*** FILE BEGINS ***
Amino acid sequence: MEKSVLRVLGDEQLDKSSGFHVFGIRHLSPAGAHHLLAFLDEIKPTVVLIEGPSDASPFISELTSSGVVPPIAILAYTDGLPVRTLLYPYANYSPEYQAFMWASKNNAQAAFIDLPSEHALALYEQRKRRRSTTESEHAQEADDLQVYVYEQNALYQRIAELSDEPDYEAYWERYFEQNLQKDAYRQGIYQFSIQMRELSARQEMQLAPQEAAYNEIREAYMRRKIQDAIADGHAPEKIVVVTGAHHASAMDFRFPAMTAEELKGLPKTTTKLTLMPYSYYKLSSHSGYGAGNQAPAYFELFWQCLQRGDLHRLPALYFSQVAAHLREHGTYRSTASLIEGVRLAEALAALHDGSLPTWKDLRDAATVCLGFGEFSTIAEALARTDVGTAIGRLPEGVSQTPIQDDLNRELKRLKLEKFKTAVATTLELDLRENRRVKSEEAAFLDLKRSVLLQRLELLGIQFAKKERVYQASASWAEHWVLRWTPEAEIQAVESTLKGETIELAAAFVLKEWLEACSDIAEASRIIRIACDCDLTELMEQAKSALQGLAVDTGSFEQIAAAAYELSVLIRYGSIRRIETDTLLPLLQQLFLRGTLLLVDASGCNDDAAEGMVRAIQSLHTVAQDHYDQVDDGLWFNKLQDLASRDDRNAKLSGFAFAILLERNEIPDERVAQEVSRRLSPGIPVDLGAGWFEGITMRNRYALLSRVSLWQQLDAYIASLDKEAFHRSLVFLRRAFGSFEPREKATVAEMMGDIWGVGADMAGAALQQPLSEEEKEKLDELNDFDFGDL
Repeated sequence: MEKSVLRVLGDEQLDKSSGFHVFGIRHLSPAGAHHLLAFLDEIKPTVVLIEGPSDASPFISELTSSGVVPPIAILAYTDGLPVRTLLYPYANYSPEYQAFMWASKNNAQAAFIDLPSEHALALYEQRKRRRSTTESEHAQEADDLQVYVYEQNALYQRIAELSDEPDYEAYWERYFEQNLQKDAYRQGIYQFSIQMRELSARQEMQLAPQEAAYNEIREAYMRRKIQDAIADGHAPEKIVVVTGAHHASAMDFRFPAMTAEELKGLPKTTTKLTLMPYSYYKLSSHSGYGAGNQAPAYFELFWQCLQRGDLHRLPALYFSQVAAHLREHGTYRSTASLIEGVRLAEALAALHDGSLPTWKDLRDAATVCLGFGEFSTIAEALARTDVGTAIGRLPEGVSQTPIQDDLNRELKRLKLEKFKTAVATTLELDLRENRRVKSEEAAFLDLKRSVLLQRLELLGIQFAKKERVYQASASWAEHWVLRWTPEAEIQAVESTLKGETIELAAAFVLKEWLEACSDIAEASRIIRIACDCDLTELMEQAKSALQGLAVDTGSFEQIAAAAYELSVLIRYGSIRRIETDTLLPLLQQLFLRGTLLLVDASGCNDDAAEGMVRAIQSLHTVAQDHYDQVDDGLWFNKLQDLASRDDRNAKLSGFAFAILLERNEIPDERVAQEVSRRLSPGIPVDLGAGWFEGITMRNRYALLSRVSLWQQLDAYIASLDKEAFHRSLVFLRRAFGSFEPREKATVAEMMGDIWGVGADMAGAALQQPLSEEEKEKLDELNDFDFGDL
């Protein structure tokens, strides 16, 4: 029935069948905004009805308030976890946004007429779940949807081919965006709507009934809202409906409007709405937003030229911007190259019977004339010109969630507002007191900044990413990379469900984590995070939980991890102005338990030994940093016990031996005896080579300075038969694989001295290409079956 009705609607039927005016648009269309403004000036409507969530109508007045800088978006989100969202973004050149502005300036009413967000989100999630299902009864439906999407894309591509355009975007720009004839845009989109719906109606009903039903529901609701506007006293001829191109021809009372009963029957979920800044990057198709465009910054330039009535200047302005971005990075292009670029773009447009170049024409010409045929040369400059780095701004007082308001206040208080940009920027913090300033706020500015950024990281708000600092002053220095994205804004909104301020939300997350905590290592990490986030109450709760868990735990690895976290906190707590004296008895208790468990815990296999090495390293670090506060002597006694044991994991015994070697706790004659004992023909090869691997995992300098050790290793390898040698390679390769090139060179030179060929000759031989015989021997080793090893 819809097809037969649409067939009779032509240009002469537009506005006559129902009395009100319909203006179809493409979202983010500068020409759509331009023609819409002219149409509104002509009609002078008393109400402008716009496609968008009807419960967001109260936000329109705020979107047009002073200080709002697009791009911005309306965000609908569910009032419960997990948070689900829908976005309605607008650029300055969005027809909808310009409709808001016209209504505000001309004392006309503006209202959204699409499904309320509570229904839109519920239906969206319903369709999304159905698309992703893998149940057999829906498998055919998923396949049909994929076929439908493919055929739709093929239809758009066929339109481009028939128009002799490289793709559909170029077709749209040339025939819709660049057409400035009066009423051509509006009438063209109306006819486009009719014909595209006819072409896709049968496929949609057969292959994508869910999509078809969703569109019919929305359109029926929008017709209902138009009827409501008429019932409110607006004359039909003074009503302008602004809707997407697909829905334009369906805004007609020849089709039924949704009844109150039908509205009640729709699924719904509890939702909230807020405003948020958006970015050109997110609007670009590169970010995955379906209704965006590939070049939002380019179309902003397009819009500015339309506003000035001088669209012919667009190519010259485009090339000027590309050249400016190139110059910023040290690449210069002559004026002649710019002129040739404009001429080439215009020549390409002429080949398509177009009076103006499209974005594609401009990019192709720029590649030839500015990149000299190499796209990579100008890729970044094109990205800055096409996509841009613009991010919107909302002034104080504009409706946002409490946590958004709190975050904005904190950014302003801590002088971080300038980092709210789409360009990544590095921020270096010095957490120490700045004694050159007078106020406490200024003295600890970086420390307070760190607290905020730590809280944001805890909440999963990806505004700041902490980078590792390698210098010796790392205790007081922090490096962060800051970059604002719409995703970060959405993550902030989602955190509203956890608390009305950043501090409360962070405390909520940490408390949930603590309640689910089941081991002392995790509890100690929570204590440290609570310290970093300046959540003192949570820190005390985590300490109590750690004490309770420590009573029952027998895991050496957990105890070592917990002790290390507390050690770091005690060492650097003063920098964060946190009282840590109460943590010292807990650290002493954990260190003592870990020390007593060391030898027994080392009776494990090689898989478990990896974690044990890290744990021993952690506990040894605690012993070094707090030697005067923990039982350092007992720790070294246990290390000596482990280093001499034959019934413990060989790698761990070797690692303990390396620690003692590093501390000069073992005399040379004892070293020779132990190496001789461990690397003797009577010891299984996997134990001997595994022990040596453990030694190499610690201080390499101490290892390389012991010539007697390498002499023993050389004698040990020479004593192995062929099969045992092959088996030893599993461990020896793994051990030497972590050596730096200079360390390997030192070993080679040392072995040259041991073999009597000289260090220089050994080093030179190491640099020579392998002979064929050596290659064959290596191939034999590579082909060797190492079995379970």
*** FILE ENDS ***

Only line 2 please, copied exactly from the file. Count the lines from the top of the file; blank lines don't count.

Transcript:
Repeated sequence: MEKSVLRVLGDEQLDKSSGFHVFGIRHLSPAGAHHLLAFLDEIKPTVVLIEGPSDASPFISELTSSGVVPPIAILAYTDGLPVRTLLYPYANYSPEYQAFMWASKNNAQAAFIDLPSEHALALYEQRKRRRSTTESEHAQEADDLQVYVYEQNALYQRIAELSDEPDYEAYWERYFEQNLQKDAYRQGIYQFSIQMRELSARQEMQLAPQEAAYNEIREAYMRRKIQDAIADGHAPEKIVVVTGAHHASAMDFRFPAMTAEELKGLPKTTTKLTLMPYSYYKLSSHSGYGAGNQAPAYFELFWQCLQRGDLHRLPALYFSQVAAHLREHGTYRSTASLIEGVRLAEALAALHDGSLPTWKDLRDAATVCLGFGEFSTIAEALARTDVGTAIGRLPEGVSQTPIQDDLNRELKRLKLEKFKTAVATTLELDLRENRRVKSEEAAFLDLKRSVLLQRLELLGIQFAKKERVYQASASWAEHWVLRWTPEAEIQAVESTLKGETIELAAAFVLKEWLEACSDIAEASRIIRIACDCDLTELMEQAKSALQGLAVDTGSFEQIAAAAYELSVLIRYGSIRRIETDTLLPLLQQLFLRGTLLLVDASGCNDDAAEGMVRAIQSLHTVAQDHYDQVDDGLWFNKLQDLASRDDRNAKLSGFAFAILLERNEIPDERVAQEVSRRLSPGIPVDLGAGWFEGITMRNRYALLSRVSLWQQLDAYIASLDKEAFHRSLVFLRRAFGSFEPREKATVAEMMGDIWGVGADMAGAALQQPLSEEEKEKLDELNDFDFGDL